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Last week Insider Higher Education offered a helpful summary of a new study that dug down a bit into the culture of higher education to see how conservative students survive and thrive .

The study found that students at an elite liberal arts college tended to have positive experiences, even though they knew themselves to be in an ideological minority. By contrast, conservative students at a large public research university felt afflicted.

The authors of the study, Amy J. Binder, an associate professor of sociology at the University of California at San Diego, and Kate Wood, a graduate student at UCSD, speculate that class size and a unified campus culture makes a difference. With small classes and an emphasis on the college community, conservatives at the small liberal arts college felt that they were included. At the big state university ideology loomed larger, perhaps because the personal dimension remains so remote.

That sounds right to me. The main message sent by elite private colleges and universities to students is “you belong.” The main message at big rambling public research universities is “whatever.”

We’re social animals, and we need to identify with a group. In a deep sense, a small private college like the one I went to (Haverford College) is conservative. It saw its own history and identity as intrinsically valuable, and therefore served as a pre-political, mediating institution. Although certainly dominated at the time by an establishment liberalism, students were socialized into the college without regard to the ideological convictions of the day. To be a “Haverfordian” was more important that being a liberal—though, again, there was a great deal of overlap.

Faced with “whatever,” we tend to fall back onto groups chosen in accord with our sentiments and beliefs. And because our sentiments and beliefs are so strongly influenced by contemporary social symbolism and the bombardment of media sound bites, our affiliations can take on a thin, ideological quality by default. That’s as true for faculty as students, which is why Big State U. can be more viciously ideological than a small college that is perhaps even more liberal by certain measures.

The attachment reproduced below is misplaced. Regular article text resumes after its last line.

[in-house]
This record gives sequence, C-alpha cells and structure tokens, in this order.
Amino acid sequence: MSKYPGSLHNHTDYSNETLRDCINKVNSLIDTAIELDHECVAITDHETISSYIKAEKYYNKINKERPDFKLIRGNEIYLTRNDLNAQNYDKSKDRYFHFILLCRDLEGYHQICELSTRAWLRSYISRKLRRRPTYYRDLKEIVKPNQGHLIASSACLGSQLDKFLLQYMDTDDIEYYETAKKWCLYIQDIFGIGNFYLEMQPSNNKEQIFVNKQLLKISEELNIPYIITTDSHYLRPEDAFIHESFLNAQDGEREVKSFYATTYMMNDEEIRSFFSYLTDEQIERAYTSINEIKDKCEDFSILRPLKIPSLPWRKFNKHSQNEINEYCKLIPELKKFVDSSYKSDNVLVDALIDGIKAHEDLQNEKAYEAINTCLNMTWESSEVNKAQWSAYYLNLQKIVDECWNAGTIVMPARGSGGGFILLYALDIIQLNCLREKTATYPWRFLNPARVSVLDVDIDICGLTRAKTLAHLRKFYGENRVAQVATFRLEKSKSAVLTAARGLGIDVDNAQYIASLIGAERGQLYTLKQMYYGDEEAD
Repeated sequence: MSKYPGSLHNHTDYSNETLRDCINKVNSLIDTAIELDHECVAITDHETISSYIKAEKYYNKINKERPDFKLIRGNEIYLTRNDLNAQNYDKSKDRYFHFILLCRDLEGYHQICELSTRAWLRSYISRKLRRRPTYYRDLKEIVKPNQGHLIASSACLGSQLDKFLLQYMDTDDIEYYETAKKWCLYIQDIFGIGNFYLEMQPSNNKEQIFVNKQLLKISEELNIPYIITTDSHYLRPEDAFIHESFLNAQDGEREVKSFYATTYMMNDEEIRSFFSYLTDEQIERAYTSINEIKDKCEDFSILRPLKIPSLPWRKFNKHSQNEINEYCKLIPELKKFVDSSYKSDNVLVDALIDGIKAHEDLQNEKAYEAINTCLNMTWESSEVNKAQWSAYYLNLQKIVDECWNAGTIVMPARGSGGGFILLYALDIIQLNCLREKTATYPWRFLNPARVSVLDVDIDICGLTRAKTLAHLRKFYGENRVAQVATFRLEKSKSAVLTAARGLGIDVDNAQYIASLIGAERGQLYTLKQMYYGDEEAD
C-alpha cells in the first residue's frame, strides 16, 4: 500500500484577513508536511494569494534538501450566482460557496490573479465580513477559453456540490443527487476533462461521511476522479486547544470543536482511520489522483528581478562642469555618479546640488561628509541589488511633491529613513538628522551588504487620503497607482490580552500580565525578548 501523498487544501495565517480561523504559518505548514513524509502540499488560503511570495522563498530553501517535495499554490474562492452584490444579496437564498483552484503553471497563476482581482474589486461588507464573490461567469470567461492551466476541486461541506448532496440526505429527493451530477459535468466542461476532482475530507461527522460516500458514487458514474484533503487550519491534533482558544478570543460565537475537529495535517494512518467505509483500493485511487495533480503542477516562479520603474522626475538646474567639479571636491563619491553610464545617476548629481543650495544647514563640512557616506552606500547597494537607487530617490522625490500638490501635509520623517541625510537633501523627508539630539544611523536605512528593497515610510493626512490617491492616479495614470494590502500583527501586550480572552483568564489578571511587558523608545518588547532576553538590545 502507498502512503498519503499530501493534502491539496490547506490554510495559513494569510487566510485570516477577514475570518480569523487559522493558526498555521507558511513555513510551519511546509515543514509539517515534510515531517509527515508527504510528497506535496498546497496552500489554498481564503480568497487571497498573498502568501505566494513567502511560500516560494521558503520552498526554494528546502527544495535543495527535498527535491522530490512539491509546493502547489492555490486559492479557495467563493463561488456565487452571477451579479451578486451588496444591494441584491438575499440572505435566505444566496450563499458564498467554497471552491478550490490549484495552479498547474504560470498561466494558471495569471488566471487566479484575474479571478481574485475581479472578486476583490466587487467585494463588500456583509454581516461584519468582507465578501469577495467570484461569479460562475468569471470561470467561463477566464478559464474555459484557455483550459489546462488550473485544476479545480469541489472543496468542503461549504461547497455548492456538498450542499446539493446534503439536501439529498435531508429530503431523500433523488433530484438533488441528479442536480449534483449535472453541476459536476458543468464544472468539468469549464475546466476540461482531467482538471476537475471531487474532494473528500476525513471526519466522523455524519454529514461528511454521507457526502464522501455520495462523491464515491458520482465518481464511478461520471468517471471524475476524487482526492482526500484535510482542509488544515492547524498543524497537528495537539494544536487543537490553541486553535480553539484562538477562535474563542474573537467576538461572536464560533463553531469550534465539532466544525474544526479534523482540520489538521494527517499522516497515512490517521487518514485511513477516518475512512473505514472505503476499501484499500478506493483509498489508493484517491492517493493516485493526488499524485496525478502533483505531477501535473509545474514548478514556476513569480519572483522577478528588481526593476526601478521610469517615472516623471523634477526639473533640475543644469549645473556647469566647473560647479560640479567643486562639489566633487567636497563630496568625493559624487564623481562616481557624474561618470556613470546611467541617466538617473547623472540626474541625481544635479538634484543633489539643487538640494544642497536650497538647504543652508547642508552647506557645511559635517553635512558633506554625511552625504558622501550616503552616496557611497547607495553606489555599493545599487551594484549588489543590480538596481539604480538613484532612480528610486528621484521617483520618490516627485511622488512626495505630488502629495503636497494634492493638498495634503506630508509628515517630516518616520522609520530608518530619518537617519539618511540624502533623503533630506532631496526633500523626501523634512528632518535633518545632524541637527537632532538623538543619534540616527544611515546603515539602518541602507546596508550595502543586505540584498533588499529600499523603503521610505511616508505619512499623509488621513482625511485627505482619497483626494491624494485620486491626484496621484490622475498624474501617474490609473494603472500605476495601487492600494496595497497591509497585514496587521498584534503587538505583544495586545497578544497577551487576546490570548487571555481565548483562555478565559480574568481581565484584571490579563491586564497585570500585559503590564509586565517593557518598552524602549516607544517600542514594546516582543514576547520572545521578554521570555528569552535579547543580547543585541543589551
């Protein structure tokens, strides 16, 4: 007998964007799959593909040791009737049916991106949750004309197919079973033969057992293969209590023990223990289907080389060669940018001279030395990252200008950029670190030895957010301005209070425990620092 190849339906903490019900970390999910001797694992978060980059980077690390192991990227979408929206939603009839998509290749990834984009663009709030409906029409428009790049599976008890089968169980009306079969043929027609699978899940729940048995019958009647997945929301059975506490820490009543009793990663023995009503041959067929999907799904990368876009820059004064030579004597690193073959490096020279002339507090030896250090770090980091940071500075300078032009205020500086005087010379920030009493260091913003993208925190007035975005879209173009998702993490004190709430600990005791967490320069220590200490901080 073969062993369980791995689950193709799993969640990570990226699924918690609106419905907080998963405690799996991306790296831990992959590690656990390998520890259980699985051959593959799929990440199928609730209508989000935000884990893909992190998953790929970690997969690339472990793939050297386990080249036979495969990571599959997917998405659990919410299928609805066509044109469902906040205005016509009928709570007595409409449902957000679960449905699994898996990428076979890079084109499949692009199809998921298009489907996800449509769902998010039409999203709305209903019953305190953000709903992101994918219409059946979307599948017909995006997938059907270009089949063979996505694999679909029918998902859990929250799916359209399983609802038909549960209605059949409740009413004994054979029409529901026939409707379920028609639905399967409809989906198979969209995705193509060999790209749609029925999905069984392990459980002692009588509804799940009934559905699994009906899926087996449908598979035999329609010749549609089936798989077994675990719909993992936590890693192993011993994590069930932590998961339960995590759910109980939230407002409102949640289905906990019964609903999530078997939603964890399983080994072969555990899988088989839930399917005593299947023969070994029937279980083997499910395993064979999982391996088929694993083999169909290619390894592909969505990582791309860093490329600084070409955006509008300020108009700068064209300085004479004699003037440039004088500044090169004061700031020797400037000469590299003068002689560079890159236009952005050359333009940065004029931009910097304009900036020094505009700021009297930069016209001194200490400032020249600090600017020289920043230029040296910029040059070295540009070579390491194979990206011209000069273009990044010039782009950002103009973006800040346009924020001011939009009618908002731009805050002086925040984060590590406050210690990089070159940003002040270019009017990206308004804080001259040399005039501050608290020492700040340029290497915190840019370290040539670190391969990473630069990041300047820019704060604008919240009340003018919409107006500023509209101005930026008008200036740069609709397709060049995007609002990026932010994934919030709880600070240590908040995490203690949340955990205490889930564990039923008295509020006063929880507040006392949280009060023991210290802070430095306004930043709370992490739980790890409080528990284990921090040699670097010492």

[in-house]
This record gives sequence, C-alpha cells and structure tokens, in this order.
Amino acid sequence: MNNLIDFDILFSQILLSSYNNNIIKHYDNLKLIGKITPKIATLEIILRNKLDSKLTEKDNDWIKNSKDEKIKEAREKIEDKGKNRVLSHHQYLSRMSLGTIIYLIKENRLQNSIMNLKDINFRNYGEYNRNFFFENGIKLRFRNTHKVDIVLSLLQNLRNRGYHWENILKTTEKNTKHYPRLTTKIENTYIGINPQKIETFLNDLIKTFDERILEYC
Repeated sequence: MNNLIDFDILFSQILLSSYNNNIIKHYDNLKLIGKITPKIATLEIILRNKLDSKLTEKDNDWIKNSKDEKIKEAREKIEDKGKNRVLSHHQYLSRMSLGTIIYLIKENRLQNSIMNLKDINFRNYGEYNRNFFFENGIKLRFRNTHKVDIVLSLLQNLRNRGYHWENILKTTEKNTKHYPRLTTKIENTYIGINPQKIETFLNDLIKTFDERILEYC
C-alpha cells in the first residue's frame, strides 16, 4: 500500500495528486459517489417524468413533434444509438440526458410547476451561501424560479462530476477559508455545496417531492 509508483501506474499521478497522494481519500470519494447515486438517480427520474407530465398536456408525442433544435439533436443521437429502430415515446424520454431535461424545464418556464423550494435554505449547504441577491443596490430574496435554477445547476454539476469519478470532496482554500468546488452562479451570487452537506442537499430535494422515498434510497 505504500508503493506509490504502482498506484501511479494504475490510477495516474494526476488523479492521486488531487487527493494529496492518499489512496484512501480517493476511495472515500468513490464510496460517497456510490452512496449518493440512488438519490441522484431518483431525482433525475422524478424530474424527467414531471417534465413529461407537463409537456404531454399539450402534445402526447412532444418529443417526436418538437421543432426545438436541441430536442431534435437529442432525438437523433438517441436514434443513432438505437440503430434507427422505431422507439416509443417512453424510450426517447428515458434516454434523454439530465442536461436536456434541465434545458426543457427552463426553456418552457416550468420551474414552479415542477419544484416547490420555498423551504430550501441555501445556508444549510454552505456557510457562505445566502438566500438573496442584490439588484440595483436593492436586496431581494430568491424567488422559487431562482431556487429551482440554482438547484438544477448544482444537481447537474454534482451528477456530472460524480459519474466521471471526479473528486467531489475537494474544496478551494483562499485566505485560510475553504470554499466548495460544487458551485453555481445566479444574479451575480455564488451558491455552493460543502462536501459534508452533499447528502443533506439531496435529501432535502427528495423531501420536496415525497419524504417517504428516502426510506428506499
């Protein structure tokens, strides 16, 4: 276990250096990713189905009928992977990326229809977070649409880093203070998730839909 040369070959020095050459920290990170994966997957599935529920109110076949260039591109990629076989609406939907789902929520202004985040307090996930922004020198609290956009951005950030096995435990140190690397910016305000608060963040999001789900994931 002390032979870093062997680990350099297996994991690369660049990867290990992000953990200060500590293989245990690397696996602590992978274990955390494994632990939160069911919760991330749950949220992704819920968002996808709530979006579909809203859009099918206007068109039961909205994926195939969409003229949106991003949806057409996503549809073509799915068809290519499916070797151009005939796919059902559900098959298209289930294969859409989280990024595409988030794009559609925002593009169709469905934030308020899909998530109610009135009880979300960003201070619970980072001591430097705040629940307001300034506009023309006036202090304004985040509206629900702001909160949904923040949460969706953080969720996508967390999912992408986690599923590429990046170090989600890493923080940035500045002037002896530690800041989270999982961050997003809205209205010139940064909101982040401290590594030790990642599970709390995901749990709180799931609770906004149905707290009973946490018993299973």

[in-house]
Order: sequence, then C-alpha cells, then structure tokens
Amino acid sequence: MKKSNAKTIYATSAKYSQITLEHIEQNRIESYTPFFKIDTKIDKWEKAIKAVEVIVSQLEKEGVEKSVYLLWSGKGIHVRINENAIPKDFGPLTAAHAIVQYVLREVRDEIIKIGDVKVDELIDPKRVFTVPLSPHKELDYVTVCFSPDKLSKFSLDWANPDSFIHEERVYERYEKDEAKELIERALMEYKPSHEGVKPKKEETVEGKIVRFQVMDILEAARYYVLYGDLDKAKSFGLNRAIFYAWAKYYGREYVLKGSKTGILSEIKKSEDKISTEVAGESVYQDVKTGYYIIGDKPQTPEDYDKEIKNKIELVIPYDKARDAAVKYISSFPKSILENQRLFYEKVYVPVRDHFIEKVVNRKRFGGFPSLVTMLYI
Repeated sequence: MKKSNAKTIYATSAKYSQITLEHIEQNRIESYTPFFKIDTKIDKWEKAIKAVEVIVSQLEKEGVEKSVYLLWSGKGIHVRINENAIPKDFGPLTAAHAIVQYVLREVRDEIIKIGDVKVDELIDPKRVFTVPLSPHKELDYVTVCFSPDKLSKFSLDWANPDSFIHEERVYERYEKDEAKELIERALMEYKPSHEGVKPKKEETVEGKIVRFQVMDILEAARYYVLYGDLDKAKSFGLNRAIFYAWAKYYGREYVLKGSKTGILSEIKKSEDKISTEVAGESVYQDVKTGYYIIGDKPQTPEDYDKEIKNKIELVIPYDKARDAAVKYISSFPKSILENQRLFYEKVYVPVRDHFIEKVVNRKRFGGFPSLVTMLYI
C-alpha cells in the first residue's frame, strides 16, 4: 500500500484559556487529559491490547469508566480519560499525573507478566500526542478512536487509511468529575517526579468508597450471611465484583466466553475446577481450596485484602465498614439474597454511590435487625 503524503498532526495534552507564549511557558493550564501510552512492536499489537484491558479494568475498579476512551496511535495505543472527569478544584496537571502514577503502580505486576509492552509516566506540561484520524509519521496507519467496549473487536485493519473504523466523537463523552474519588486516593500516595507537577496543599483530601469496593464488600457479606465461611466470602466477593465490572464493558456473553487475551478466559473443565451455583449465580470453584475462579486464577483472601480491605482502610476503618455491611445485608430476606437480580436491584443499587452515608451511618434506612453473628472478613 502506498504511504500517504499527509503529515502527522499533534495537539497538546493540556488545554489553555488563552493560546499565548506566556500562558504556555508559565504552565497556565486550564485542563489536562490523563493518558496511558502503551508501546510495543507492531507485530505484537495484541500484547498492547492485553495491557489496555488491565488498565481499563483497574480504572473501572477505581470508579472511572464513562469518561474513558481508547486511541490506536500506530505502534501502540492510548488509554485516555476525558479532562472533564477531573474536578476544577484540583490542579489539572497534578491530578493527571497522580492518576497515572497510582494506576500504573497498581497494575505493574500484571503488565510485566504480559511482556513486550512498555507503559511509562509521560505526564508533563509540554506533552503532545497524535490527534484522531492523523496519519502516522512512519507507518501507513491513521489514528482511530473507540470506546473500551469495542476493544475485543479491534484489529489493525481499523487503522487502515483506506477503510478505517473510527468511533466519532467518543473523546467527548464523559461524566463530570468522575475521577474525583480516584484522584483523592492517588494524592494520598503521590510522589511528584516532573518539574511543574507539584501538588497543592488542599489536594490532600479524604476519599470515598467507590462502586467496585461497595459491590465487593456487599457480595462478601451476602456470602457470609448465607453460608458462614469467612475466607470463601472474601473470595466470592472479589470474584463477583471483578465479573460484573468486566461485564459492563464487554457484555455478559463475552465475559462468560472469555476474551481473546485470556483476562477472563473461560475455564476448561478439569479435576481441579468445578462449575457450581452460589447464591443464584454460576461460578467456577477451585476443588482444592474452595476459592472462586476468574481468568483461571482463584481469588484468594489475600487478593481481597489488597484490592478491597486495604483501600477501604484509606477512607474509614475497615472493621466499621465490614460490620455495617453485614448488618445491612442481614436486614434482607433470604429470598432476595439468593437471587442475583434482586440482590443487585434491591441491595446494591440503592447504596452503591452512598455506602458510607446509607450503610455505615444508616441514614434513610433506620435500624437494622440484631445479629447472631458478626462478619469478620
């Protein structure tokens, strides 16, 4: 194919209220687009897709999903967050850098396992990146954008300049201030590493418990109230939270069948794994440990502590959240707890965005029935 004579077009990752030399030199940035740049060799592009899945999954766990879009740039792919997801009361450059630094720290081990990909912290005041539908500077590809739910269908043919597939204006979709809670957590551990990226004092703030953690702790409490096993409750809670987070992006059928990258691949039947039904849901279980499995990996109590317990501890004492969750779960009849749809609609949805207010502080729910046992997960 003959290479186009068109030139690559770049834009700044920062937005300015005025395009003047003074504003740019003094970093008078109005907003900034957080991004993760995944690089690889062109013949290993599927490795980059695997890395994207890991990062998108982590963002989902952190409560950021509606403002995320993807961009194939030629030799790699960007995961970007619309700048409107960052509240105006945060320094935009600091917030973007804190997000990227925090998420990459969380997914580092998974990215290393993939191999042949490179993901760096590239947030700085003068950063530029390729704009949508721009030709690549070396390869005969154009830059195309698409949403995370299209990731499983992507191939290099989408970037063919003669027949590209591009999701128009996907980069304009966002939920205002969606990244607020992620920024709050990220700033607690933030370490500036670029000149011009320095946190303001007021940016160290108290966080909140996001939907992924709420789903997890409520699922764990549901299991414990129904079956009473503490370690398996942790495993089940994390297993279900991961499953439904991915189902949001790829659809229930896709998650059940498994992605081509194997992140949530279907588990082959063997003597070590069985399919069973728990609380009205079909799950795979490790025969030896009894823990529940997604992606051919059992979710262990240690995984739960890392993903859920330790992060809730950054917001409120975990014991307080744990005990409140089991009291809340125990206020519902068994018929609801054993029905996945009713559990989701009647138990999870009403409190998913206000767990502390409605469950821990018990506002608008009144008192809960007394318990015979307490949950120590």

One interesting feature of the study can be found in the fact that conservative students found their beliefs challenged, and in being challenged, strengthened and deepened. What about the liberal students?

One worry I have about civil society in America is that liberals are becoming stupid, because they won’t admit that they are being challenged (except in the realm of electoral politics), which is why they move so quickly to attacking motives (e.g., their opponents are bigots). I hope some of those elite colleges that provide a positive and challenging environment for conservative students would do so for the larger cohort of liberal students as well. It might help make politics more intelligent.

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